Restoration  and Polishing of Sterling Silver Picture Frames

Sterling silver picture frame polished and restored

These sterling silver chased, repoussé and pierced picture frames have been beautifully restored. The silver was polished and it has completely new blue velvet fabric covering the original carved wood foundation. In the following pages you will see just a few steps in the approximately 12 hours it took to restore each frame.

This is what would qualify as a restoration. I reused the original carved wood forms and original hinges. No compressed cardboard or time saving alternatives were used to restore these frames. These frames were over 100 years old and passed down through generations. A quality restoration will be enjoyed for years into the future.


Comparison Before and After Restoration

sterling silver frames before restoration
Sterling silver frames with new fabric after restoration 

Left photo shows condition of sterling silver frame before restoration.             Right photo after new fabric and polishing of sterling silver frame. 


Original condition

Sterling frames tarnished. The fabric was so dirty and discolored you could not even tell that it was blue velvet.
Back of sterling silver frame with worn 100 year old fabric. 

Sterling silver frames tarnished with 100 year old  fabric

These two matching sterling silver frames arrived dull and tarnished (left photo.)  The fabric beneath the silver was so dirty and discolored you could not even tell that it was blue velvet.  Looking at the right photo,  the blue velvet fabric on the back was so worn that it was thread bare down to cloth with no velvet plush remaining.


Taking apart the picture frame

Sterling silver frame is carefully removed from the fabric. 
After removing the silver your can see the original plush blue velvet.

Removing the original sterling silver frame

The first step is to remove the sterling silver chased, repoussé and pierced frame. It is held in place by tiny silver nails. After the silver is removed you can see how dirty and faded the original fabric had become where it was exposed. Underneath the silver,  it was still plush blue velvet (right photo.)


A slide by side comparison of the sterling silver frame next to the fabric wood frame. 

Side by side comparison of silver picture frame and original fabric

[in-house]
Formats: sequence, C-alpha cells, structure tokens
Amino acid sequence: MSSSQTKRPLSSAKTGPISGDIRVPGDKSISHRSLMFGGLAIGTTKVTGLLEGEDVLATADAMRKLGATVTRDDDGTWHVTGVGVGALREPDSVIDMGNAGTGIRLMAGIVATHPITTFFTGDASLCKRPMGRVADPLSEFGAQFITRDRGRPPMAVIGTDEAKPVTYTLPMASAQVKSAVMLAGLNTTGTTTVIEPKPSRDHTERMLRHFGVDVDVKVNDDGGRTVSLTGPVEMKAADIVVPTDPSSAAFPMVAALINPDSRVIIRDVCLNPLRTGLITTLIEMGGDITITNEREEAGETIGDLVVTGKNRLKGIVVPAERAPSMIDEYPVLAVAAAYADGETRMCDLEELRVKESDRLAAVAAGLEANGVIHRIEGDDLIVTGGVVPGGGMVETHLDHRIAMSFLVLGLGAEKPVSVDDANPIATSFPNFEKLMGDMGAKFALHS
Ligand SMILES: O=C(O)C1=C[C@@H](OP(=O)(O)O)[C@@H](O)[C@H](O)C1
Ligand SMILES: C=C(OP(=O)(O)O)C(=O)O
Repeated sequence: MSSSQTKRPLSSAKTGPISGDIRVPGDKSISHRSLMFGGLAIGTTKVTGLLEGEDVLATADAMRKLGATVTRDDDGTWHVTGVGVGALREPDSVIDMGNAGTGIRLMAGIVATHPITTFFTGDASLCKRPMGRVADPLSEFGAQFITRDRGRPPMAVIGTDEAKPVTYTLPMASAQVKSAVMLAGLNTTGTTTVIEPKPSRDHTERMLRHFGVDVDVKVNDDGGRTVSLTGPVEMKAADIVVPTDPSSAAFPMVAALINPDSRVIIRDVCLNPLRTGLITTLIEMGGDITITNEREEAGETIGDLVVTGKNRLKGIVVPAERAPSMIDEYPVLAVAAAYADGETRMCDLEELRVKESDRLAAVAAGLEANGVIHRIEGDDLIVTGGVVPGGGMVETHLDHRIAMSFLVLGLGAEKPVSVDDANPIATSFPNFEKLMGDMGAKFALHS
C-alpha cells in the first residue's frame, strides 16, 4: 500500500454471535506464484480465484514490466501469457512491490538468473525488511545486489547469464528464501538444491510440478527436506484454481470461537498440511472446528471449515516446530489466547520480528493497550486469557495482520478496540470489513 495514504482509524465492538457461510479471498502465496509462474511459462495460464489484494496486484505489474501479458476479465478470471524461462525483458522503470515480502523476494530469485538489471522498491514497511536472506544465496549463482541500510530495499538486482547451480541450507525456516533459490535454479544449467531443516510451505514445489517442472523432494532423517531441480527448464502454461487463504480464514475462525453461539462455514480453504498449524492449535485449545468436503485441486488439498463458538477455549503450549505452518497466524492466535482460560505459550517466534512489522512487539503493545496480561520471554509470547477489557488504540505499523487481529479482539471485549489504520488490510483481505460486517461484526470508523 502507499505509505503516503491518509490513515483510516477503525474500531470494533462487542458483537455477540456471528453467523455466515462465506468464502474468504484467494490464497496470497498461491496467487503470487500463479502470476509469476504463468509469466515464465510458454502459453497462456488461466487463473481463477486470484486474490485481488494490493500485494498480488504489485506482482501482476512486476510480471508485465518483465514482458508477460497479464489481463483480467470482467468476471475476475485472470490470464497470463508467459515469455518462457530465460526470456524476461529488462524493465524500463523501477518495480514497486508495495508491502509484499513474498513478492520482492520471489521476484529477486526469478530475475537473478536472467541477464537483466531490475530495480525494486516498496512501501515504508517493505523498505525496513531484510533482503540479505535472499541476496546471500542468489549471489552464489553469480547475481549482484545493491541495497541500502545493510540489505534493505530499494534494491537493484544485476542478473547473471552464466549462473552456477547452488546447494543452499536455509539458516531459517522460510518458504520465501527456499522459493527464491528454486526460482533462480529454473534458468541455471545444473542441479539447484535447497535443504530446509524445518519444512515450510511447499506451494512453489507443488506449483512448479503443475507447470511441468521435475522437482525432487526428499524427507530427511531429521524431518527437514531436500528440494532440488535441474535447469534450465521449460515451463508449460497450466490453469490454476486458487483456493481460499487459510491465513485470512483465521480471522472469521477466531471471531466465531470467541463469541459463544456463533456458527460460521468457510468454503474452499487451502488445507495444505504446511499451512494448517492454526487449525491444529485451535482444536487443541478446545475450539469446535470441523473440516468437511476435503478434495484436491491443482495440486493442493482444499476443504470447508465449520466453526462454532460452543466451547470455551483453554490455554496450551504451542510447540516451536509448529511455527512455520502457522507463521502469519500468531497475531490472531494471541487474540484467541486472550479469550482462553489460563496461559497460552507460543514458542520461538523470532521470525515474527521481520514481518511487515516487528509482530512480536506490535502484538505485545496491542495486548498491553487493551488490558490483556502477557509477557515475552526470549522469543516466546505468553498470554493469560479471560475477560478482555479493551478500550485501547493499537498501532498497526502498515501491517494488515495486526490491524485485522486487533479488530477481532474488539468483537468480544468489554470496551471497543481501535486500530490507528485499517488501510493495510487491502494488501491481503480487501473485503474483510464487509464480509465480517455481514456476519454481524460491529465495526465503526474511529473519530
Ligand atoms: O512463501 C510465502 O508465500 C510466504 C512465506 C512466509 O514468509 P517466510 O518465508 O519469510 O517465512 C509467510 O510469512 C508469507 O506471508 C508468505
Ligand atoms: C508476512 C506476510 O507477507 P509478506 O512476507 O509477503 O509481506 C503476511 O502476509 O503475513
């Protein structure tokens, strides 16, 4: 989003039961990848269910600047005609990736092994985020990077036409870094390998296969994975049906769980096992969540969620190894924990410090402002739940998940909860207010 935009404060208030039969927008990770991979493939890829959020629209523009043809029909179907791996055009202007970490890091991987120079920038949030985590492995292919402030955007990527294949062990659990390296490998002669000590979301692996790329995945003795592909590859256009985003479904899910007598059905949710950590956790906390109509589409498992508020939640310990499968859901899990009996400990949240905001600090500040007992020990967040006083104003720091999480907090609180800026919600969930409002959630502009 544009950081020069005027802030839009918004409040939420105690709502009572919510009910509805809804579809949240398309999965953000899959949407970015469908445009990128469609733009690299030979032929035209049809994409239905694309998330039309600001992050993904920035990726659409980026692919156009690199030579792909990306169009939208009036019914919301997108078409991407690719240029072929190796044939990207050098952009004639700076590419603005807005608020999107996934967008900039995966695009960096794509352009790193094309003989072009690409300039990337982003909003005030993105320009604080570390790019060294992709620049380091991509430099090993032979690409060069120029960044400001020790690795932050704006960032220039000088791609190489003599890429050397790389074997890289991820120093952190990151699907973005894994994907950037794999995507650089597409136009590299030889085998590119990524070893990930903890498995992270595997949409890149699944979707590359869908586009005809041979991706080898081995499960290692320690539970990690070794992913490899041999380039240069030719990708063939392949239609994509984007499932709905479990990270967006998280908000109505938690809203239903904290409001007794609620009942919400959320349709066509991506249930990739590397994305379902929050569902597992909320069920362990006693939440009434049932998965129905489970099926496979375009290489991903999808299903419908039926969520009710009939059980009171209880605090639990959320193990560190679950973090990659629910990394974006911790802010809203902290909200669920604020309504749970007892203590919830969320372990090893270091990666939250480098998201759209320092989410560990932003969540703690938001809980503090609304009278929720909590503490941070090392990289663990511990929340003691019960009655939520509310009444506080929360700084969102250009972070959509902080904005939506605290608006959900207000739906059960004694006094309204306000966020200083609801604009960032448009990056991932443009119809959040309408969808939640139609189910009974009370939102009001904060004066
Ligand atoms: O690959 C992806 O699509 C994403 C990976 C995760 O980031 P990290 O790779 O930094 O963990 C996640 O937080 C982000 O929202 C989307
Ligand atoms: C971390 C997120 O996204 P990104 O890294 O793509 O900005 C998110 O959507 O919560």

This photo shows a slide by side comparison of the sterling silver picture frame next to the original fabric covered wood frame. 


fabric being removed from back panel
wooden center of back panel clean

removing the fabric from the back panel

In these two photo above, you can see the fabric being removed from the center back panel. The left photo shows the beginning of removing  the fabric. As soon as I touched the 100 year old fabric it would practically disintegrate peeling off it bits and pieces.  


original worn fabric of picture frame 
separating the picture frame wood layers

The picture frame was two panels

The front of the picture frame was two panels of wood. A carved wood front panel covered in fabric, and a back panel. The two layers were covered in fabric separately,  hence the seam you can see on the side (left photo.)  The goal is to slip a small knife between the front and back layers and carefully pry apart the front from the back. (right photo top.)

Below
you can see the front wood and back wood of the frame with the original fabric still attached. 

front wood and back wood of frame 

fabric wrapped around front panel
fabric wrapped around back panel

original velvet wrapped around the front and back panels was glued on

The velvet was wrapped around the front wood and back wood panels. By separately wrapping the front and back panels with fabric the cutting and trimming could be sandwiched in between and completely concealed.  


removing fabric from wooden frame
fabric removed from wood

Removing fabric from wooden back panel of the frame

Removing the fabric from the wood was a messy process. Originally the fabric was folded over the wooden edge and glued down. The fabric was very brittle and broke into bits of crispy blue fragments. (It did not peel off in one piece.) This is why you see bits of fabric in the left photo.  Final step, I had to scrap off the old glue and fabric from the wood. The hinge was cleaned with a small brass brush. 


removing original velvet fabric from the wood 
original velvet next to wood front panel

rEMOVING FABRIC FROM THE WOOD FRONT OF THE PICTURE FRAME